Pot regulations for Alaska on track, but obstacles remain

ANCHORAGE — The chairman of Alaska’s Marijuana Control Board says the state is on track with setting rules for the recreational marijuana industry, but that a few challenges remain.

Bruce Schulte told the Alaska Public Radio Network Tuesday that the state finalized regulations in November and is preparing for Feb. 24, 2016, when the state has to begin accepting applications for licensing.

The board recently settled on residency requirements for pot business licenses by voting to approve the standards used for the Permanent Fund Dividend, which include being a resident of the state for a full calendar year.

Schulte said verifying residents is an important step to meet federal criteria.

“Which if met would basically keep the DEA (U.S. Drug Enforcement Administration) out of our hair,” Schulte said. “And one of those was that we had an accurate way of vetting who is participating in this industry so by having a solid residency requirement and knowing who is applying that at least is one of those criteria.”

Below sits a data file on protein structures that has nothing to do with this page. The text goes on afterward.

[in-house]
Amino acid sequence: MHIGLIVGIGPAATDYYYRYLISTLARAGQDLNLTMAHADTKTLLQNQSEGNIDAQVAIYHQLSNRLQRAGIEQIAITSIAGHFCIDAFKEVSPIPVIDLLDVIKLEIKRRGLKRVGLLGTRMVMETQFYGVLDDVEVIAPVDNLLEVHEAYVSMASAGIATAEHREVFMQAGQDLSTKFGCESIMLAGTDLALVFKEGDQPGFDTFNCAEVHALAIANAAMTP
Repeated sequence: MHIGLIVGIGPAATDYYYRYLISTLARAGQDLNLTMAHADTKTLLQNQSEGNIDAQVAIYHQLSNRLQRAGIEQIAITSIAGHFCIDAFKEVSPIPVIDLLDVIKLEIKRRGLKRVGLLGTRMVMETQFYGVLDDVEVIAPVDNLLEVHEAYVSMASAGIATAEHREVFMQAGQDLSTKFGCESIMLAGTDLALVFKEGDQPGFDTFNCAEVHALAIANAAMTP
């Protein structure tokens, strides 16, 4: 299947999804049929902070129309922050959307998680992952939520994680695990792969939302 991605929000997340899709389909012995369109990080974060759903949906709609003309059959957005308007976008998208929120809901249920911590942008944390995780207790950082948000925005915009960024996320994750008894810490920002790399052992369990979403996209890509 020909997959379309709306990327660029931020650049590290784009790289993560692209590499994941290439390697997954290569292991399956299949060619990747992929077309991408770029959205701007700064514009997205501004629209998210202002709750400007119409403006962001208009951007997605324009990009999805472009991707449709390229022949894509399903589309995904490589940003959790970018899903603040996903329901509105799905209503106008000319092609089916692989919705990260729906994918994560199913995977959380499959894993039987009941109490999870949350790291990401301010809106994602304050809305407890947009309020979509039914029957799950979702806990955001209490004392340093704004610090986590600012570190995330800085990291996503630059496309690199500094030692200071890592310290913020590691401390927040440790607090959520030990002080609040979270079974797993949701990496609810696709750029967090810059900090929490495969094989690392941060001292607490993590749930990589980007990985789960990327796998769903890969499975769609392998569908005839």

Schulte said there are difficulties with access to mandatory testing facilities for communities off the road system. Marijuana must be tested for mold, residual pesticides or fertilizer and to measure potency.

Schulte, a commercial pilot, also pointed to challenges with federal aviation rules regarding marijuana.

“Federal aviation regulations specifically say you cannot carry cannabis in a commercial flight, the air crew, the air carrier cannot carry cannabis in that fashion, unless it’s legal in that state,” Schulte said. “So it’s a fairly high bar and as a professional pilot, my attitude is yeah, I’m not going to do that, I don’t want to lose my license, but that’s the problem we have right now.”

Schulte said other areas of the marijuana industry where problems persist is with banking services and IRS rules.

“There are bills pending in both the House and Senate on banking and IRS rules and we’ll see, getting that accomplished is like getting an act of Congress, literally.”

___

Information from: KSKA-FM, http://www.kska.org

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